LOS ANGELES – Gov. Gavin Newsom has declared a statewide emergency in order to help California respond to the fires burning across the state amid an extreme heat wave.

More than 30 wildfires are burning across California, including nearly a dozen that started in the last two days, according to officials with the California Department of Forestry and Fire Protection and a Los Angeles Times analysis. Officials have said more rolling blackouts were likely Tuesday afternoon and evening due to power shortages tied to the heat.

While the containment of some fires is increasing, other blazes are being sparked and are growing amid a combination of excessive heat and lightning-fueled thunderstorms induced by a tropical storm in the Pacific Ocean.

In a press release, Newsom’s office said that the state had secured assistance this week from the Federal Emergency Management Agency to respond to fires in Napa, Nevada and Monterey counties.

“We are deploying every resource available to keep communities safe as California battles fires across the state during these extreme conditions,” said Newsom. “California and its federal and local partners are working in lockstep to meet the challenge and remain vigilant in the face of continued dangerous weather conditions.”

Cal Fire Capt. Richard Cordova said most of the biggest fires – including several in the Central Valley and Northern California – are believed to have been caused by lightning strikes, which can alight dry grasses and brush.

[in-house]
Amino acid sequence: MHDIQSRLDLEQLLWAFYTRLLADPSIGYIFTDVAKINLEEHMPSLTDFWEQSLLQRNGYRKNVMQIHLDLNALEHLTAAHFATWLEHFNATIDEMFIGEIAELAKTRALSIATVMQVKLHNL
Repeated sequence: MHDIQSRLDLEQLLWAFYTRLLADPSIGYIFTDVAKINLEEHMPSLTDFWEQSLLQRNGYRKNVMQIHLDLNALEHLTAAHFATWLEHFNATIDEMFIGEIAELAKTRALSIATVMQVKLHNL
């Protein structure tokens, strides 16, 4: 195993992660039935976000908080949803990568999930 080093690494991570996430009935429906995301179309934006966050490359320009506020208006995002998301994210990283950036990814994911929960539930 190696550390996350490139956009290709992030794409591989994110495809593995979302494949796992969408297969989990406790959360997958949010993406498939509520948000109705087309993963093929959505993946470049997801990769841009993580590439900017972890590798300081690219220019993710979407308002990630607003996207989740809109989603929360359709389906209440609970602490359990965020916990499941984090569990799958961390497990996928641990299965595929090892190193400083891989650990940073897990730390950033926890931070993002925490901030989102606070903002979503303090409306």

The River fire in Monterey County, which has burned through more than 4,000 acres and is 10% contained, as well as fires in San Mateo and Santa Cruz counties – including the CZU August Lightning Complex, which has burned through 1,000 acres and has no containment – pose threats to the population, Cordova said.

The River fire has already destroyed six structures and damaged two others, according to Cal Fire. More than 1,500 structures remain threatened by the blaze that has prompted mandatory evacuations.

“We had this kind of occurrence happen in 2008, where we had numerous lightning strikes and fires in that region,” Cordova said. “It’s a little late in the thunderstorm season, but not a rarity to see these lightning events take place.”

Firefighters are battling flames amid an intense heat wave that began late last week and has set record high temperatures across California. On Sunday, the mercury in Death Valley reached 130 degrees – possibly the highest mercury reading on Earth in almost 90 years.

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